A perfect switch: Former quarterbacks play key roles for Badgers at new positions

Joe Ferguson, a former high school quarterback, has turned into a crucial part of Wisconsin's defense after recent injuries to D'Cota Dixon. 

Image By: Brandon Moe

As Wisconsin’s first game of the 2017 season wound down and fans began to leave Camp Randall — if they were even still there — redshirt senior safety Joe Ferguson scored his first touchdown as a Badger.

The 99-yard interception return not only brought notoriety to Ferguson, who said his Instagram followers increased in the following days, but showcased the speed he routinely displayed in high school as a dual-threat quarterback.

Now, as Ferguson plays a different role for the Badgers, he recognizes the benefits of his unique path to safety.

“It helps a ton,” Ferguson said of his past experience at quarterback. “I feel like pass coverage is — especially playing post safety and deep in the field — it feels like you’re playing backyard football again. Your eyes are looking at the quarterback, you’re just kinda doing your own thing. And that’s what Coach wants you to do.”

With 52 college appearances at safety, it’s fair to say that Ferguson, who also played defense at Madison Memorial High School, has completed the transition from being a gunslinger to a ballhawk.

In fact, he feels closer to his high school roots than you may think.

“It’s a little different, but in many ways it’s the same,” Ferguson said. “You just have to lead kind of in different ways. And at safety, you kind of are the quarterback of at least the DB’s. You’re getting everybody lined up. You have to understand a defense just as well as a quarterback would understand an offense.”

If having non-quarterbacks with throwing experience is considered an asset for a team, then one could argue that the Badgers are one of the most well-stocked squads in the nation.

Outside of Ferguson, a host of others have past experience at quarterback, as redshirt freshmen Jack Dunn and Garrett Groshek, who has served as a scout team quarterback, previously played the position.

Furthermore, redshirt sophomore offensive lineman David Edwards is another former quarterback, while redshirt junior linebacker T.J Edwards showcased his ball skills with a pick-six to open the game against Maryland.

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He’s not that impressed by his gunslinger roots, though.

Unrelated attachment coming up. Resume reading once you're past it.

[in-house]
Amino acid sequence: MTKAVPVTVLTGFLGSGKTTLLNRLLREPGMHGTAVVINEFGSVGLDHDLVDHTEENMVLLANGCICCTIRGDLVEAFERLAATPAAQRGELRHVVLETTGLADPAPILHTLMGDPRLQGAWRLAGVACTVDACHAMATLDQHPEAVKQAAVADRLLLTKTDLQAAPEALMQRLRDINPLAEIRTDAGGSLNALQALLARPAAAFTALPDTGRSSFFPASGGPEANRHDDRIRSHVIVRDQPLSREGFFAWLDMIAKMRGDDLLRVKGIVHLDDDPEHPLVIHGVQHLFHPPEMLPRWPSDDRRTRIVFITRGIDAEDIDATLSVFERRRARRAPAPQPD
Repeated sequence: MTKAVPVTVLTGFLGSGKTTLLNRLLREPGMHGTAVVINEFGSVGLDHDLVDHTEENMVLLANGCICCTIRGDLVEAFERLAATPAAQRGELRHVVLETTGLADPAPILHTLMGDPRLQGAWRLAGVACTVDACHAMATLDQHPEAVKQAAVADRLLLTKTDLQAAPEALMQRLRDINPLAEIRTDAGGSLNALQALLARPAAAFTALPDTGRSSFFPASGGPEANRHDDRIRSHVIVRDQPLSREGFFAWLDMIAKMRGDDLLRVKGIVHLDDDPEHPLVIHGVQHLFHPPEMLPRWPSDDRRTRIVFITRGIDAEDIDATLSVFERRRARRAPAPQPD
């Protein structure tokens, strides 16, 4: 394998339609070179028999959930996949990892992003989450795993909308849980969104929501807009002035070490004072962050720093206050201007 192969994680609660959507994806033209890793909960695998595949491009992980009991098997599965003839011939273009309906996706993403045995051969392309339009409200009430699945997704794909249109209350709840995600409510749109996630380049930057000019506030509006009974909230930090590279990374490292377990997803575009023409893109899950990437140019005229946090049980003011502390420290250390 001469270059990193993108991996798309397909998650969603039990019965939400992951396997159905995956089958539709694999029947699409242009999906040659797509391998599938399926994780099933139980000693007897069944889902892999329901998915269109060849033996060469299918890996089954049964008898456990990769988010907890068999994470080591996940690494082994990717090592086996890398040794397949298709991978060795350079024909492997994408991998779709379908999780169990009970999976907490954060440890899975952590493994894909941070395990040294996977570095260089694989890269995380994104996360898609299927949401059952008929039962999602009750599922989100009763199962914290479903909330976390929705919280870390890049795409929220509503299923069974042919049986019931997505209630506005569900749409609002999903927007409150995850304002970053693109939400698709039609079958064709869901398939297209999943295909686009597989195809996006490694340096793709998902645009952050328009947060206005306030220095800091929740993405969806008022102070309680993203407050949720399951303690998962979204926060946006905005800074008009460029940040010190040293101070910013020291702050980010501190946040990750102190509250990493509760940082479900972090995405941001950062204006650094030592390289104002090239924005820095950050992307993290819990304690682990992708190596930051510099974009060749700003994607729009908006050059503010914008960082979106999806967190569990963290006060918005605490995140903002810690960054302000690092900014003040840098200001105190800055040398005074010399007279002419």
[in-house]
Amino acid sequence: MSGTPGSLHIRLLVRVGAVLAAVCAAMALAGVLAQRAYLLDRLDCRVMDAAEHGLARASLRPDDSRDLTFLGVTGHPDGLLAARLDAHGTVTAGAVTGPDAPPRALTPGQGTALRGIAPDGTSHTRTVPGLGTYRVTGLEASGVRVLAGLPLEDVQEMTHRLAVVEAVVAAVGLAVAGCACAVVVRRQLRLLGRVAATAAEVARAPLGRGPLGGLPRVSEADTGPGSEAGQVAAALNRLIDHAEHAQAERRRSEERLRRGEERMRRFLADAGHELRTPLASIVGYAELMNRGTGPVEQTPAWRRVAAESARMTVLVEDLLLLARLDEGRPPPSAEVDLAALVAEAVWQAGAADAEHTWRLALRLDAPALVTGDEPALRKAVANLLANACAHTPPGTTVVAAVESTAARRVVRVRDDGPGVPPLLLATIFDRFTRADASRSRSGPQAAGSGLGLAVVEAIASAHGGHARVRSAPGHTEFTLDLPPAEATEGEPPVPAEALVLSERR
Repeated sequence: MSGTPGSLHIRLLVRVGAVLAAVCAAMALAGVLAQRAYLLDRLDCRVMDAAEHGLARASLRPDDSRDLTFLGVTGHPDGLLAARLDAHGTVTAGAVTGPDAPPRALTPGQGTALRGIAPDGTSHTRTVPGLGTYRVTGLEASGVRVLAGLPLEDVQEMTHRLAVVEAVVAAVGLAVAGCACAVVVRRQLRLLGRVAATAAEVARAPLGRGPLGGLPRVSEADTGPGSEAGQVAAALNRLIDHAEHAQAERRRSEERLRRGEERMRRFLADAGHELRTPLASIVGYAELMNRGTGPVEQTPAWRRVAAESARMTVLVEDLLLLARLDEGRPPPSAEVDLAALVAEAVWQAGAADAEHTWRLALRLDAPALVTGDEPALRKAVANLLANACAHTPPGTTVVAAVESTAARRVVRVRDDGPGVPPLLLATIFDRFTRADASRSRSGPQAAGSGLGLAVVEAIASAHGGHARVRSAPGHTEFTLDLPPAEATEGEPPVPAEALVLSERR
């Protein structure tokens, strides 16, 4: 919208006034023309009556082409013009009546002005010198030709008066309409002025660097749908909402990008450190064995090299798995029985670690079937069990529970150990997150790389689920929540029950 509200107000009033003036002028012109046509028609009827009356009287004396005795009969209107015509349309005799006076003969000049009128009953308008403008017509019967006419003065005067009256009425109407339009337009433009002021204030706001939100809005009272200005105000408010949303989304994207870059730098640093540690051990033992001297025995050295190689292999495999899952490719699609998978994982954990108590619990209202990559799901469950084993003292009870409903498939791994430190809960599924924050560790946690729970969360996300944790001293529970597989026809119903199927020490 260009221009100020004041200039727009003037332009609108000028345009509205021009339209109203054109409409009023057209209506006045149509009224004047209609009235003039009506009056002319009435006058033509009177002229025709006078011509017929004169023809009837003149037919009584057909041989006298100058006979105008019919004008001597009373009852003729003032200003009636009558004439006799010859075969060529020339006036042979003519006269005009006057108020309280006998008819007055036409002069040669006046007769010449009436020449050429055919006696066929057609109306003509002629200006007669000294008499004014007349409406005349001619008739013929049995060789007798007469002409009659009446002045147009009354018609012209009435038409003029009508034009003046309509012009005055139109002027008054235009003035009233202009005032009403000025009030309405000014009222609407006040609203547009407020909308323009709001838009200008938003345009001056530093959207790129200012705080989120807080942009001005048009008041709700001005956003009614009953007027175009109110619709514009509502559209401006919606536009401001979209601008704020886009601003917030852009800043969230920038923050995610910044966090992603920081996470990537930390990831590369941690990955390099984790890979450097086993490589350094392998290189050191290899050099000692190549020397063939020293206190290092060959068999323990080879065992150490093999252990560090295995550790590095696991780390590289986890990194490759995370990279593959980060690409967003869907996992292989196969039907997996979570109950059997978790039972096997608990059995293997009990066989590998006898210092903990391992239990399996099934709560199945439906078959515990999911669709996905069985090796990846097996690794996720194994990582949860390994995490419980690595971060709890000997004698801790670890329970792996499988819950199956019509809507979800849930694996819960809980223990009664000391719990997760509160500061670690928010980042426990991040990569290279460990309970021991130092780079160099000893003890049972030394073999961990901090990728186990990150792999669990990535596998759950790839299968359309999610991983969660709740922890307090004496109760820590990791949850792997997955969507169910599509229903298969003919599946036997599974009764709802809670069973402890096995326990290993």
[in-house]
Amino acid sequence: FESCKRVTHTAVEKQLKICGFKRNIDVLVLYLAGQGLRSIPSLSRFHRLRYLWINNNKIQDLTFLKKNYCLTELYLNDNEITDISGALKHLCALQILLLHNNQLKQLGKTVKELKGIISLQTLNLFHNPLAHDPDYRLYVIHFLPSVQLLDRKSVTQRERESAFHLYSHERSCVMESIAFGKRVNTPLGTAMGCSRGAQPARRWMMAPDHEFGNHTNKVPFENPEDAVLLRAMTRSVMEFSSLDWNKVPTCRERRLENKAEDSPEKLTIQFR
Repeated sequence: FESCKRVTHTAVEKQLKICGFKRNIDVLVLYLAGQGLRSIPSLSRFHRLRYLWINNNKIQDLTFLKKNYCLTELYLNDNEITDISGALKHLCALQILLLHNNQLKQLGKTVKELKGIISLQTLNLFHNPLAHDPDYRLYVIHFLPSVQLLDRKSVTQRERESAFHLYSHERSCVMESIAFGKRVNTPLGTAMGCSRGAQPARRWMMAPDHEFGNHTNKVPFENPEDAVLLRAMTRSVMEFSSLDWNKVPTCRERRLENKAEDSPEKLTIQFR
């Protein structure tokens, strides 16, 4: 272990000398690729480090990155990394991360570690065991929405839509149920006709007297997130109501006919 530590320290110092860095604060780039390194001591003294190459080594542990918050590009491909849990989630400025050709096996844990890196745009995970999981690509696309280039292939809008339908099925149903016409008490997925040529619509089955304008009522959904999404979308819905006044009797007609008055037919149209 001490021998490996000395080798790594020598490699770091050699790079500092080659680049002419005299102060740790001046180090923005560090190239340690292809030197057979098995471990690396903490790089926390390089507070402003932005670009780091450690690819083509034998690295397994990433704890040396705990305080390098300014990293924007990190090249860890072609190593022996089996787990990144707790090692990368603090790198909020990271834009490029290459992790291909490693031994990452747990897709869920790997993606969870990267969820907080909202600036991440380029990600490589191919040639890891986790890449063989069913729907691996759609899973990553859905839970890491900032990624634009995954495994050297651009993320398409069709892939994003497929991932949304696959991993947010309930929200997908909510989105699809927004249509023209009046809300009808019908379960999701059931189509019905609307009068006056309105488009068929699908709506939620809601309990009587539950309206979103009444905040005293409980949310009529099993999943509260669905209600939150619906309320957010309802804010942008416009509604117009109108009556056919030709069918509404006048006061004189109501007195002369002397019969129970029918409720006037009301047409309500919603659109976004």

“It helps a little bit,” Edwards said after the game. “But not as much as people would think.”

How much the Badgers’ litter of former quarterbacks really use their past skills seems to depend on a case-by-case basis. While T.J. Edwards may not think too much about his ex-position as he’s stopping a running back, Ferguson likely employs his quarterbacking savvy on a more regular basis as he reads the field.

On the other hand, perhaps it’s simpler than that. Dunn can try to put himself in the mind of a quarterback as he goes out for a pass, while Groshek’s throwing abilities mean he can help prepare the defense in practice.

Ferguson had the most illustrious throwing career out of the Badgers’ bunch of former quarterbacks, but the idea of being able to view the game from a different lens is surely useful to all of them.

Ferguson’s knowledge doesn’t only help himself though, as he tries to test redshirt sophomore quarterback Alex Hornibrook in practice, disguising coverages and attempting to goad his teammate into poor decisions.

Hornibrook actually told Ferguson to scale back his disguises last season, as he came to realize his teammate would never end up where he initially started the play.

Ultimately, Ferguson retains his quarterback ability, even if his chances to show off those ball skills are now limited to the rare interception (he now has four on the season) or the winning of a “chess match” in practice.

Maybe it’s hard to fathom Ferguson throwing and running for touchdowns as he hunts down opposing wide receivers and running backs.

But the position is still very much within him, both emotionally and in the way he plays the game.

“I still think of myself as a quarterback at heart,” he said.

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